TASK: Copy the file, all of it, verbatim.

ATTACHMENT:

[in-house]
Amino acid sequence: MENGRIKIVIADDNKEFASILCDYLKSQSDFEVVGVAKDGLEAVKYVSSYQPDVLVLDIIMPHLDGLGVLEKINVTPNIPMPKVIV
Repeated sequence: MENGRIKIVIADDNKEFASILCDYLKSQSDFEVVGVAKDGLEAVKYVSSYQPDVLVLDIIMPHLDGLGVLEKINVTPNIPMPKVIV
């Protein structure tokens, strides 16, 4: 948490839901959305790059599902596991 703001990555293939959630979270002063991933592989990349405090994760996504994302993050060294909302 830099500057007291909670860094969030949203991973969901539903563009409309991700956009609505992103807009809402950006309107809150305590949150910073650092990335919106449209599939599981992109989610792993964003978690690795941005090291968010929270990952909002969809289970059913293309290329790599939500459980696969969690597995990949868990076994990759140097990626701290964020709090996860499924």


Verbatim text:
[in-house]
Amino acid sequence: MENGRIKIVIADDNKEFASILCDYLKSQSDFEVVGVAKDGLEAVKYVSSYQPDVLVLDIIMPHLDGLGVLEKINVTPNIPMPKVIV
Repeated sequence: MENGRIKIVIADDNKEFASILCDYLKSQSDFEVVGVAKDGLEAVKYVSSYQPDVLVLDIIMPHLDGLGVLEKINVTPNIPMPKVIV
């Protein structure tokens, strides 16, 4: 948490839901959305790059599902596991 703001990555293939959630979270002063991933592989990349405090994760996504994302993050060294909302 830099500057007291909670860094969030949203991973969901539903563009409309991700956009609505992103807009809402950006309107809150305590949150910073650092990335919106449209599939599981992109989610792993964003978690690795941005090291968010929270990952909002969809289970059913293309290329790599939500459980696969969690597995990949868990076994990759140097990626701290964020709090996860499924």